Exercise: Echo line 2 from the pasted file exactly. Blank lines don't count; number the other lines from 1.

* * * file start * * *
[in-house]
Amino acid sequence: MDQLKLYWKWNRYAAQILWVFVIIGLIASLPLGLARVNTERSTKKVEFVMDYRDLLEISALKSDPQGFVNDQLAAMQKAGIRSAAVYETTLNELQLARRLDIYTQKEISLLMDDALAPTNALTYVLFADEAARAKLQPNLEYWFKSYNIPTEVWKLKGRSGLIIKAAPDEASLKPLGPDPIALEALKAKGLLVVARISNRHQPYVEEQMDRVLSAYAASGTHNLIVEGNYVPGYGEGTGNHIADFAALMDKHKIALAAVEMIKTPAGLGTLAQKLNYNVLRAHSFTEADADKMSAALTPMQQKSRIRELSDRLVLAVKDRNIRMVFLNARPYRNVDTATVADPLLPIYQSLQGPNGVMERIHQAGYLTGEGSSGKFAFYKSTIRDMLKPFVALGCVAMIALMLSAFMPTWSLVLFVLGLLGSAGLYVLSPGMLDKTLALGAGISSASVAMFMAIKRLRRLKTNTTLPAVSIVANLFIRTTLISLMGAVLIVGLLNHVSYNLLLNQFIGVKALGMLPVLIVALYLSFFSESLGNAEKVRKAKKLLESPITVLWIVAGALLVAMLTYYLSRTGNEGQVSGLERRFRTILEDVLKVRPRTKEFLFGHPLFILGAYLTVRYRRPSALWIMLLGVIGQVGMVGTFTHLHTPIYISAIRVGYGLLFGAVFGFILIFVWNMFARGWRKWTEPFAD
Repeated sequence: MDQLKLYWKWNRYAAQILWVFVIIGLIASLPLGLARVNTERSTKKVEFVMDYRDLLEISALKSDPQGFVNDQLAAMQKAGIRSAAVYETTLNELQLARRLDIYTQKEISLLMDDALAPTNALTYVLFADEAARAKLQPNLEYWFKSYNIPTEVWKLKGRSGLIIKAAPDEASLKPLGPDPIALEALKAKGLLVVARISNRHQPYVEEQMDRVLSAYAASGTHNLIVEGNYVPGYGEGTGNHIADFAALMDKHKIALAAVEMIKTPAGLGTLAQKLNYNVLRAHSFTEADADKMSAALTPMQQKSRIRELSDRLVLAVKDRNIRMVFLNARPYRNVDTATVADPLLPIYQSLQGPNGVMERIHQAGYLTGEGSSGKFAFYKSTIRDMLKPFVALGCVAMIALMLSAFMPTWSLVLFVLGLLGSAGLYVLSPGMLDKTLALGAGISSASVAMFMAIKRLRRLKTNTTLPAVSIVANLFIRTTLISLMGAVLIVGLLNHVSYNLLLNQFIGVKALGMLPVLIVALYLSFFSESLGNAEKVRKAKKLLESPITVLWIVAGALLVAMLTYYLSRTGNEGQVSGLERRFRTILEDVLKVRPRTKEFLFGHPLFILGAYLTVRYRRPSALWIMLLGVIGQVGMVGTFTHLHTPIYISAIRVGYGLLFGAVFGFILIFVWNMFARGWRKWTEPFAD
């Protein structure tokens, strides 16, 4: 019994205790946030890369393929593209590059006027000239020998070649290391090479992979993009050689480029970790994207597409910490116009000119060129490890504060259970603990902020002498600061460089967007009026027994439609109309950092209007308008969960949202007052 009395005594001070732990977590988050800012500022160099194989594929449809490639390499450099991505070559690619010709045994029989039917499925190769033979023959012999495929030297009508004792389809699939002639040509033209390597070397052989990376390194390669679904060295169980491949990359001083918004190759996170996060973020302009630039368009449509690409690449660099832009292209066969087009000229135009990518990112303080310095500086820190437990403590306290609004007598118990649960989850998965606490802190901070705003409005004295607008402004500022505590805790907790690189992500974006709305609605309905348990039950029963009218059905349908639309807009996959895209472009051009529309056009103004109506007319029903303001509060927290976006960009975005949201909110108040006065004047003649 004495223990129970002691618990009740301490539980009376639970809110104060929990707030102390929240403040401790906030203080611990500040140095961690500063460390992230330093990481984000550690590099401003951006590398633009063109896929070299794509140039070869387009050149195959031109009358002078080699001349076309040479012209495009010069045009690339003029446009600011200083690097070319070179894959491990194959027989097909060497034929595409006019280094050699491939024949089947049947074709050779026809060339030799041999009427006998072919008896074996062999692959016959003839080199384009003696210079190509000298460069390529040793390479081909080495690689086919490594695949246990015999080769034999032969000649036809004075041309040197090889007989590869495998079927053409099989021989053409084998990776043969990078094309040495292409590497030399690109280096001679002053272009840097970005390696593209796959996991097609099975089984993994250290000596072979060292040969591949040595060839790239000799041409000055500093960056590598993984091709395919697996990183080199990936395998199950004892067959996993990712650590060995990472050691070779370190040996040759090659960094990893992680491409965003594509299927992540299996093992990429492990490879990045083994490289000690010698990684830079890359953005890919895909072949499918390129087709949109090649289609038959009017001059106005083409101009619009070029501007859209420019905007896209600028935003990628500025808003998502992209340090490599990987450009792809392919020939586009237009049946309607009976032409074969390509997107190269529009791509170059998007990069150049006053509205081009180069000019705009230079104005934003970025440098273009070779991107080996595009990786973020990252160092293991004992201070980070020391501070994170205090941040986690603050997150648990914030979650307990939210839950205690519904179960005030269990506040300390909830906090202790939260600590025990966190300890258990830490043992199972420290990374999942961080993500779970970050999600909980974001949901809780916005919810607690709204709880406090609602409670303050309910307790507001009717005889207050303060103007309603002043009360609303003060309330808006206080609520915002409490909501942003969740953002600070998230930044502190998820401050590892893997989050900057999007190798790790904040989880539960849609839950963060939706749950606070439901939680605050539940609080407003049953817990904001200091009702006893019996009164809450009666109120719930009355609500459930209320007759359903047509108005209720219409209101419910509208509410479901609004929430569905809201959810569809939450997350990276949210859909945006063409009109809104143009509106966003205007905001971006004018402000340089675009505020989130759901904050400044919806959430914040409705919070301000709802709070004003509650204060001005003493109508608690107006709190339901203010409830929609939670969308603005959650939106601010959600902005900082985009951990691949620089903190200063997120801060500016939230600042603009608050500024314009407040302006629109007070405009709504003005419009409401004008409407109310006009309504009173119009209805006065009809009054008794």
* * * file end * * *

Amino acid sequence: MDQLKLYWKWNRYAAQILWVFVIIGLIASLPLGLARVNTERSTKKVEFVMDYRDLLEISALKSDPQGFVNDQLAAMQKAGIRSAAVYETTLNELQLARRLDIYTQKEISLLMDDALAPTNALTYVLFADEAARAKLQPNLEYWFKSYNIPTEVWKLKGRSGLIIKAAPDEASLKPLGPDPIALEALKAKGLLVVARISNRHQPYVEEQMDRVLSAYAASGTHNLIVEGNYVPGYGEGTGNHIADFAALMDKHKIALAAVEMIKTPAGLGTLAQKLNYNVLRAHSFTEADADKMSAALTPMQQKSRIRELSDRLVLAVKDRNIRMVFLNARPYRNVDTATVADPLLPIYQSLQGPNGVMERIHQAGYLTGEGSSGKFAFYKSTIRDMLKPFVALGCVAMIALMLSAFMPTWSLVLFVLGLLGSAGLYVLSPGMLDKTLALGAGISSASVAMFMAIKRLRRLKTNTTLPAVSIVANLFIRTTLISLMGAVLIVGLLNHVSYNLLLNQFIGVKALGMLPVLIVALYLSFFSESLGNAEKVRKAKKLLESPITVLWIVAGALLVAMLTYYLSRTGNEGQVSGLERRFRTILEDVLKVRPRTKEFLFGHPLFILGAYLTVRYRRPSALWIMLLGVIGQVGMVGTFTHLHTPIYISAIRVGYGLLFGAVFGFILIFVWNMFARGWRKWTEPFAD